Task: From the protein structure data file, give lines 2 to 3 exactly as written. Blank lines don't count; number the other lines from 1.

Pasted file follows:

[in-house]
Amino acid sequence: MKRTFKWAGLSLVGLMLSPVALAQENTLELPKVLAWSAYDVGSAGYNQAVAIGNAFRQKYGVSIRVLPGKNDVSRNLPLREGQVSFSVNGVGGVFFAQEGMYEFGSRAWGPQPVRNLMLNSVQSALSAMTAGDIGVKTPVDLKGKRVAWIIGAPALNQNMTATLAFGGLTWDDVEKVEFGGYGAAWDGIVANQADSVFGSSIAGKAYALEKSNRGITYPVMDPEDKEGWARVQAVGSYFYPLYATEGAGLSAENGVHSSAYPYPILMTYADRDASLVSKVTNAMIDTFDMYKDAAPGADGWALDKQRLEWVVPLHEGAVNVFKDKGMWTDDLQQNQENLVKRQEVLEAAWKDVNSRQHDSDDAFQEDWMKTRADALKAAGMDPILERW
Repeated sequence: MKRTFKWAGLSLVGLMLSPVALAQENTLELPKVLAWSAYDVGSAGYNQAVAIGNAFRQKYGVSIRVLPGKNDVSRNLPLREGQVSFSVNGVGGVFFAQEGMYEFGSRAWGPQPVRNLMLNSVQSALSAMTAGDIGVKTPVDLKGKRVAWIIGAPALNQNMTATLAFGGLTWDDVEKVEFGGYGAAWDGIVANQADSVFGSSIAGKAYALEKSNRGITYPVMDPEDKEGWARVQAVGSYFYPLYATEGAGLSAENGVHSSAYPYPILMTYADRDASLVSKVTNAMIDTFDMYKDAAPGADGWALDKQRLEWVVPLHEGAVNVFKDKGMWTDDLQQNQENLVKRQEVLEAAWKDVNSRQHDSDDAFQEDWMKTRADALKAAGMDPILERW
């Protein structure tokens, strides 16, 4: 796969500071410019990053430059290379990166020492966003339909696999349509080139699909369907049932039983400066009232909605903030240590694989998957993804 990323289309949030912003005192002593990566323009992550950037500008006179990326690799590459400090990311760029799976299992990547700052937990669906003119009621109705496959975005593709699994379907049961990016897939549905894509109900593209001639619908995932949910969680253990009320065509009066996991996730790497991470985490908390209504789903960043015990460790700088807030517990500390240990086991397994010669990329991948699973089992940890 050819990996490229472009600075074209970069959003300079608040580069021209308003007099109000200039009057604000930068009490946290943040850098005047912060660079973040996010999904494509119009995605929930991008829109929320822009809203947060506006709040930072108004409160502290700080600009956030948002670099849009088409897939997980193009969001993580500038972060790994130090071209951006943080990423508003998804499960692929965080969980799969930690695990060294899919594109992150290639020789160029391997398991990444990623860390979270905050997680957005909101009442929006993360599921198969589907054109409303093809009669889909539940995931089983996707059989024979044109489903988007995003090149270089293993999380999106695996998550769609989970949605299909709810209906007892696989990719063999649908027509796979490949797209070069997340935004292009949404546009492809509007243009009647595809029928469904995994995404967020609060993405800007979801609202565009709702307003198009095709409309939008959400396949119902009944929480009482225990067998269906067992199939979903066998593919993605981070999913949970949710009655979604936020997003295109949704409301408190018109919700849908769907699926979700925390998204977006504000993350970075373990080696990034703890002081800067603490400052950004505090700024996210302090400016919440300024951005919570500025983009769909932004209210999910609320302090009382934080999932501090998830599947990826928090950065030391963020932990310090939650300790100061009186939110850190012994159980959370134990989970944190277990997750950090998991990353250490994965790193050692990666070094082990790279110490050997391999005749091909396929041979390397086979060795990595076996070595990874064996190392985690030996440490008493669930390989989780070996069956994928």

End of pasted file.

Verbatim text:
Amino acid sequence: MKRTFKWAGLSLVGLMLSPVALAQENTLELPKVLAWSAYDVGSAGYNQAVAIGNAFRQKYGVSIRVLPGKNDVSRNLPLREGQVSFSVNGVGGVFFAQEGMYEFGSRAWGPQPVRNLMLNSVQSALSAMTAGDIGVKTPVDLKGKRVAWIIGAPALNQNMTATLAFGGLTWDDVEKVEFGGYGAAWDGIVANQADSVFGSSIAGKAYALEKSNRGITYPVMDPEDKEGWARVQAVGSYFYPLYATEGAGLSAENGVHSSAYPYPILMTYADRDASLVSKVTNAMIDTFDMYKDAAPGADGWALDKQRLEWVVPLHEGAVNVFKDKGMWTDDLQQNQENLVKRQEVLEAAWKDVNSRQHDSDDAFQEDWMKTRADALKAAGMDPILERW
Repeated sequence: MKRTFKWAGLSLVGLMLSPVALAQENTLELPKVLAWSAYDVGSAGYNQAVAIGNAFRQKYGVSIRVLPGKNDVSRNLPLREGQVSFSVNGVGGVFFAQEGMYEFGSRAWGPQPVRNLMLNSVQSALSAMTAGDIGVKTPVDLKGKRVAWIIGAPALNQNMTATLAFGGLTWDDVEKVEFGGYGAAWDGIVANQADSVFGSSIAGKAYALEKSNRGITYPVMDPEDKEGWARVQAVGSYFYPLYATEGAGLSAENGVHSSAYPYPILMTYADRDASLVSKVTNAMIDTFDMYKDAAPGADGWALDKQRLEWVVPLHEGAVNVFKDKGMWTDDLQQNQENLVKRQEVLEAAWKDVNSRQHDSDDAFQEDWMKTRADALKAAGMDPILERW